In What’s Really Wrong with the Middle East, author Brian Whittaker has taken an unconventional and ambitious look into authoritarianism what is not so much the Middle East but the Arab world. The book asks: why is political order in so many Arab countries dysfunctional; why does political and religious violence spring from the region so frequently; and why has it been slow to democratize compared to others? Unlike other works on the subject, from notable authors such as Bernard Lewis, Fareed Zakaria and Samuel Huntington, Whittaker dispenses with talk of civilizations, consideration of a dearth of “self-criticism” and theories of religious essentialism. He challenges the assumption that authoritarianism is so powerful and enduring in Arab countries as a result heavy-handed regimes or a brittle civil society alone. Instead, he points to important elements of contemporary culture in the region, some of which are more deeply rooted than others, that make Arab populations “to varying degrees, participants in a system of oppression and denial of rights.”
“Contrary to popular opinion,” the journalist writes “most human rights abuses in the Arab countries are perpetrated by society rather than regimes.” He points to the patriarchal structure of the Arab family as the cradle of a society in which power is wielded over the weak and where women and minorities of practically every stripe (except, of course, the elite) are persecuted by conformist social expectations. He then explores, through interviews with mostly young Arabs and along with various statistical data, the implications of social authoritarianism in the Arab world. He quotes Khaled Diab, an Egyptian social critic, who explains, “Egypt has a million Mubaraks.” In response to that statement an optimist might assert: Good thing there are 70 million Egyptians. The facts on the ground, though, as Whittaker documents, favor the pessimist.
Whittaker paints the “traditional” Arab family as a “microcosm” of the repressive, patriarchal, and authoritarian Arab state. The author sees the emancipation of women and marginalized groups as critical to the development of healthy political systems in the Arab world. The author explores the realm of youthful, oppositional and forward facing Arab movements comprised of the nation’s thinkers, and finds society as much to blame for the area’s stagnation. As a journalist for the Guardian Whittaker spent much time exploring the obscurities of the Arab world, leading him away from many mistakes made by other authors.
In Whittaker’s view, that many Arabs have internalized traditional prejudices against racial minorities, homosexuals and women, adds to the challenge of social progress in the region. He rightfully, in a way uncommon of much western writing, criticizes various taboos in Arab society especially those related to prejudice and discrimination on the basis of skin color. This is a problem that many Arabs refuse to acknowledge. By addressing this phenomenon head on, Whittaker avoids repeating past analysis by other authors, making his book unique in comparison to similar works. Many western observers fail to recognize such prejudices as significant, even though they are present in practically all Middle Eastern societies.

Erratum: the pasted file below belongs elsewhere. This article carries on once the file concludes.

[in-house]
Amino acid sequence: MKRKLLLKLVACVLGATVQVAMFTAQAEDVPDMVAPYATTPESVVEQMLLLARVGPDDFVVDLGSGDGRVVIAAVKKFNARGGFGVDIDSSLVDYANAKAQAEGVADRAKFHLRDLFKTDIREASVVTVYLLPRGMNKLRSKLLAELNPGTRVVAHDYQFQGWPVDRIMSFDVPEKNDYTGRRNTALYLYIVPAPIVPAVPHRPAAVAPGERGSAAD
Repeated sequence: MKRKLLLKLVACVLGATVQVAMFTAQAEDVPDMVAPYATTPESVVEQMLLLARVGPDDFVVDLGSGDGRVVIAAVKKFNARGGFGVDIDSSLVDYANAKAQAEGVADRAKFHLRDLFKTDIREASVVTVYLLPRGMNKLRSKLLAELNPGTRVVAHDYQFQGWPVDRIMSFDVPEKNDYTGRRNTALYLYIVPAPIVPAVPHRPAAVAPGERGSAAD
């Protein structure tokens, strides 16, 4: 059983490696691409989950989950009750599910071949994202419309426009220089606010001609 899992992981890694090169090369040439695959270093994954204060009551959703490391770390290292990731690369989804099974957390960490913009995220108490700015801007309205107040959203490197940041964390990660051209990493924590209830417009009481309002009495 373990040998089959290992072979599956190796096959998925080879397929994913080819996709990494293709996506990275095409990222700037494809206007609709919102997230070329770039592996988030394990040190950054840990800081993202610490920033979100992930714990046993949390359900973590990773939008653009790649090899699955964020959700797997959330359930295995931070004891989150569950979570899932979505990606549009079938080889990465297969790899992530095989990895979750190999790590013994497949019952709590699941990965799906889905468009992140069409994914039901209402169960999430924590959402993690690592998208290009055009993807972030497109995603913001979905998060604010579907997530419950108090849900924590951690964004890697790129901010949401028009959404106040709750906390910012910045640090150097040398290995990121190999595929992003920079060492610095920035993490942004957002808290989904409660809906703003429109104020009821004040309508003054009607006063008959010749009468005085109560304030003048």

While Whittaker’s perspective is worthwhile and ought to be recognized, he at times reaches for than he can carry. He does not explain how Arab anti-globalization sentiments are peculiar when compared to others in the Third World or Europe. Still he comes up short in proving why this situation has reverberated negatively and caused misery throughout Arab countries, while apparently disregarding other places. One sees flashes of xenophobia in studying widespread European anti-globalism and a great deal more xenophobia in Japan. Yet these places are not holdouts of authoritarianism.
Whittaker also ignores the role of foreign powers in backing up Arab regimes. Further, it would be insightful for Whittaker to have explored the Hobbesian view of “change” that one observes in many of the Arab societies that have been subjected to war over the past several decades. He writes that the Arab society has been used by the native regimes to block the seeds of “progress,” specifically the tactics use of Islamists to counter leftists in the 1980s. Here Whittaker exposes his bias for the left, for he assumes that Arab leftists were by and large more open and less authoritarian than Islamists – which was not and is not always the case. Still, Whittaker is able to show that even leftists have at times collaborated with regimes, in a cycle of collaboration, cooptation and neutralization that has rendered Arab oppositions so frequently weak and feeble.
Though his general thesis does apply and relate to the people in Arab societies, the title of his book is misleading. It deals not at all with Iran, Turkey or any non-Arab society in the Middle East. It deals squarely with problems facing the Arab states. Despite this, What’s Really Wrong with the Middle East offers a colorful, distinctive and well-informed take on subjects not often broached by western writers when considering the future of the region.
What’s Really Wrong with the Middle East? by Brian Whittaker. Saqi: London, 2009. 384 pgs.